The Jewish Wedding Now

Front Cover
Simon and Schuster, Sep 30, 2007 - Reference - 272 pages
2 Reviews
Newly revised and updated, the definitive guide to planning a Jewish wedding, written by bestselling novelist Anita Diamant—author of The Red Tent and The Boston Girl—and one of the most respected writers of guides to contemporary Jewish life.

This complete, easy-to-use guide explains everything you need to know to plan your own Jewish wedding in today’s ever-changing world where the very definition of what constitutes a Jewish wedding is up for discussion.

With enthusiasm and flair, Anita Diamant provides choices for every stage of a wedding—including celebrations before and after the ceremony itself—providing both traditional and contemporary options. She explains the Jewish tradition of love and marriage with references drawn from Biblical, Talmudic, and mystical texts and stories. She guides you step by step through planning the ceremony and the party that follows—from finding a rabbi and wording the invitation to organizing a processional and hiring a caterer. Samples of wedding invitations and ketubot (marriage contracts) are provided for inspiration and guidance, as well as poems that can be incorporated into the wedding ceremony or party and a variety of translations of traditional texts.

“There is no such thing as a generic Jewish wedding,” writes Anita Diamant, “no matter what the rabbi tells you, no matter what the caterer tells you, no matter what your mother tells you.” Complete, authoritative, and indispensable, The Jewish Wedding Now provides personalized options—some new, some old—to create a wedding that combines spiritual meaning and joyous celebration and reflects your individual values and beliefs.

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The most helpful resource for people looking to get a better understanding of the Jewish wedding. A wonderful resource for Jews planning their wedding - A must read for couples who are planning to have a Jewish wedding.

Review: New Jewish Wedding, Revised

User Review  - gwen - Goodreads

I enjoyed this a lot -- good practical explanations about the traditions of a Jewish wedding, and we used a few passages to help write the text for our program. Read full review


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Page 181 - ... in the cities of Judah, and in the streets of Jerusalem, that are desolate, without man, and without inhabitant, and without beast, the voice of joy, and the voice of gladness ; the voice of the bridegroom, and the voice of the bride...
Page 69 - You will go out in joy and be led forth in peace; the mountains and hills will burst into song before you, and all the trees of the field will clap their hands.
Page 22 - To be a Jew in the twentieth century Is to be offered a gift. If you refuse, Wishing to be invisible, you choose Death of the spirit, the stone insanity. Accepting, take full life. Full agonies: Your evening deep in labyrinthine blood Of those who resist, fail, and resist; and God Reduced to a hostage among hostages. The gift is torment. Not alone the still Torture...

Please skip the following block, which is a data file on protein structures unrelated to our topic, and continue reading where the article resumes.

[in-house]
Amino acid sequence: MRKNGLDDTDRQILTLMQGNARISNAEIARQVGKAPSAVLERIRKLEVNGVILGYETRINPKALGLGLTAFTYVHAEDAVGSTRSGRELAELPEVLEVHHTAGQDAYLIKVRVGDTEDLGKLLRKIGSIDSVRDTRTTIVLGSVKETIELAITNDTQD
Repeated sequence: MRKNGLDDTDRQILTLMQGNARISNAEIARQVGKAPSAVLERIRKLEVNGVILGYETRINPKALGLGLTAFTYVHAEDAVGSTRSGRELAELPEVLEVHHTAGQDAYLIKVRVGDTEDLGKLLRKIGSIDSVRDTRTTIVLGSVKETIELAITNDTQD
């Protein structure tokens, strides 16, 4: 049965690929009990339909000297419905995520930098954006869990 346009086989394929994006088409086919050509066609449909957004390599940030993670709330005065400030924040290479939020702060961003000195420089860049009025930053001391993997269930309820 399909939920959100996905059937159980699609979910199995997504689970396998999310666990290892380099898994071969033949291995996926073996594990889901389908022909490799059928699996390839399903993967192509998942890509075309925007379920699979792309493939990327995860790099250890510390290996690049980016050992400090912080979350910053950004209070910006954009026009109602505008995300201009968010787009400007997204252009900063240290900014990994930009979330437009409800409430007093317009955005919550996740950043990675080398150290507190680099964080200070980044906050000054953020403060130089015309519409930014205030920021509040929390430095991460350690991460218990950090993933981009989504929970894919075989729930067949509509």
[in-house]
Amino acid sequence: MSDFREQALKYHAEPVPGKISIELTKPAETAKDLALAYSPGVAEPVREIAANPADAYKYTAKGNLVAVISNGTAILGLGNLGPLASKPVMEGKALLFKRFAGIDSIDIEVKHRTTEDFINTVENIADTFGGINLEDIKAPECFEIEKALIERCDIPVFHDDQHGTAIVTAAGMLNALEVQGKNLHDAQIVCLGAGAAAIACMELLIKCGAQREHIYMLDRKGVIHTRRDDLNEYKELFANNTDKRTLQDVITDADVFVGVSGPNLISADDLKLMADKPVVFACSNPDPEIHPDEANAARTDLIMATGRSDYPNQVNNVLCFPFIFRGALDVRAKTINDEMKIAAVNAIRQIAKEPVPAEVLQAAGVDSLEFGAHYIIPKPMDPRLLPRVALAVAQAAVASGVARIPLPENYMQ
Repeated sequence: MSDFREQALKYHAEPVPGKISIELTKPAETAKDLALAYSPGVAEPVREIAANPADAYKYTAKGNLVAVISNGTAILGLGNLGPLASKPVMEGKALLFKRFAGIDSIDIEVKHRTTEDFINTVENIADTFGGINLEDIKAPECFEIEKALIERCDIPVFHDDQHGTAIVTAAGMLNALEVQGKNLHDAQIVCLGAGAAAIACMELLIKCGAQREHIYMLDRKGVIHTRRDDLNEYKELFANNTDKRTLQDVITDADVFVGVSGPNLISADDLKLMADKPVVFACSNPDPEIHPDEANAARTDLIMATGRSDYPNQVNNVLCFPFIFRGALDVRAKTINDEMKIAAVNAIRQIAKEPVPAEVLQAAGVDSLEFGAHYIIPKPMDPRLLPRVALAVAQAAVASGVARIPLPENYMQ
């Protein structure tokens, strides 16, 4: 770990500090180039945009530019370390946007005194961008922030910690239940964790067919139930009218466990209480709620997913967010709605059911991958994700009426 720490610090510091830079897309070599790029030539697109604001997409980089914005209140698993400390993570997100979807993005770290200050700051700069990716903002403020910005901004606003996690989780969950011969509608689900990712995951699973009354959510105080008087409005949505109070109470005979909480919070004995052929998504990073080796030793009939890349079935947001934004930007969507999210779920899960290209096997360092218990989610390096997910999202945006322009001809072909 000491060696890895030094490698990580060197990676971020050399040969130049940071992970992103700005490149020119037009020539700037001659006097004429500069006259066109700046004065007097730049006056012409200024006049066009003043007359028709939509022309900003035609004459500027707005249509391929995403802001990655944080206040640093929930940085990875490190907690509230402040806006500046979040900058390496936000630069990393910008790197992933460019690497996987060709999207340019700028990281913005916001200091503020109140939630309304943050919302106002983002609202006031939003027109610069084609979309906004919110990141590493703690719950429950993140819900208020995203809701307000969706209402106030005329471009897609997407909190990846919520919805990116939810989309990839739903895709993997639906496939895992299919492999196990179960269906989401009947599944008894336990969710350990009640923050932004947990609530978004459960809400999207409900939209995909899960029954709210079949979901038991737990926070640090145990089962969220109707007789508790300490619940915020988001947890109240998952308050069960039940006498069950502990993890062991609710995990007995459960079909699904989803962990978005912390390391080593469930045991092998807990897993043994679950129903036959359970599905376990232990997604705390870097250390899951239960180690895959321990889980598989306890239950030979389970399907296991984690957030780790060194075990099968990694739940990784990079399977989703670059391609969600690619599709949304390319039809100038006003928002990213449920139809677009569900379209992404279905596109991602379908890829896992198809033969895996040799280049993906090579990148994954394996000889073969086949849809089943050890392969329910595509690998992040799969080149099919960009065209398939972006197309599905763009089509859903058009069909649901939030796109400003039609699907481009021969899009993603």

Page 98 - Jerusalem, that are desolate, without man, and without inhabitant, and without beast, the voice of joy, and the voice of gladness ; the voice of the bridegroom, and the voice of the bride ; the voice of them that shall say, Praise the Lord of hosts : for the Lord is good ; for his mercy endureth for ever : and of them that shall bring the sacrifice of praise into the house of the Lord.
Page 216 - LET me not pray to be sheltered from dangers but to be fearless in facing them. Let me not beg for the stilling of my pain but for the heart to conquer it. Let me not look for allies in life's battlefield but to my own strength. Let me not crave in anxious fear to be saved but hope for the patience to win my freedom.
Page 231 - Behold you are sanctified to me with this ring according to the laws of Moses and Israel,
Page 214 - This shall be for you a bill of dismissal from me, a letter of release, and a document of freedom, in accordance with the laws of Moses and Israel.
Page 89 - On the day of the week, the day of the month in the year five thousand seven hundred and since the creation of the world...
Page 61 - Every hour is unique and the only one given at the moment, exclusive and endlessly precious. Judaism teaches us to be attached to holiness in time, to be attached to sacred events, to learn how to consecrate sanctuaries that emerge from the magnificent stream of a year.

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About the author (2007)

Anita Diamant is the bestselling author of the novels The Boston Girl, The Red Tent, Good Harbor, The Last Days of Dogtown, and Day After Night, and the collection of essays, Pitching My Tent. An award-winning journalist whose work appeared in The Boston Globe Magazine and Parenting, she is the author of six nonfiction guides to contemporary Jewish life. She lives in Massachusetts. Visit her website at

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